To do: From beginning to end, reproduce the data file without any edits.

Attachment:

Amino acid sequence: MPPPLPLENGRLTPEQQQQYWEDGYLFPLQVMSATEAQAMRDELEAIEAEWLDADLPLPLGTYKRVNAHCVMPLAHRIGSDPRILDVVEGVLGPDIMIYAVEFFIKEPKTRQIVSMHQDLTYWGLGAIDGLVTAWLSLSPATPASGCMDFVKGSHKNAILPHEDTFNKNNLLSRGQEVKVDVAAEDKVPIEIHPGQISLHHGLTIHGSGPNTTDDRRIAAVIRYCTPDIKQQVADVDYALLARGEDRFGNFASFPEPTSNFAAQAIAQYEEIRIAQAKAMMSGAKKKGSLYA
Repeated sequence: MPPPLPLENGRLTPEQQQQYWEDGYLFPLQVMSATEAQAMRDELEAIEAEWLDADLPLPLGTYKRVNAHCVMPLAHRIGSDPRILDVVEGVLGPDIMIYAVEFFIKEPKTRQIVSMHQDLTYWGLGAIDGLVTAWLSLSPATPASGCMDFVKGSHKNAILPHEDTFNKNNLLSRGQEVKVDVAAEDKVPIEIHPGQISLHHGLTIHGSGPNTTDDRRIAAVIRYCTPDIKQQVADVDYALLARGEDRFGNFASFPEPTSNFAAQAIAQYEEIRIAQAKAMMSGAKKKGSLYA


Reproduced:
Amino acid sequence: MPPPLPLENGRLTPEQQQQYWEDGYLFPLQVMSATEAQAMRDELEAIEAEWLDADLPLPLGTYKRVNAHCVMPLAHRIGSDPRILDVVEGVLGPDIMIYAVEFFIKEPKTRQIVSMHQDLTYWGLGAIDGLVTAWLSLSPATPASGCMDFVKGSHKNAILPHEDTFNKNNLLSRGQEVKVDVAAEDKVPIEIHPGQISLHHGLTIHGSGPNTTDDRRIAAVIRYCTPDIKQQVADVDYALLARGEDRFGNFASFPEPTSNFAAQAIAQYEEIRIAQAKAMMSGAKKKGSLYA
Repeated sequence: MPPPLPLENGRLTPEQQQQYWEDGYLFPLQVMSATEAQAMRDELEAIEAEWLDADLPLPLGTYKRVNAHCVMPLAHRIGSDPRILDVVEGVLGPDIMIYAVEFFIKEPKTRQIVSMHQDLTYWGLGAIDGLVTAWLSLSPATPASGCMDFVKGSHKNAILPHEDTFNKNNLLSRGQEVKVDVAAEDKVPIEIHPGQISLHHGLTIHGSGPNTTDDRRIAAVIRYCTPDIKQQVADVDYALLARGEDRFGNFASFPEPTSNFAAQAIAQYEEIRIAQAKAMMSGAKKKGSLYA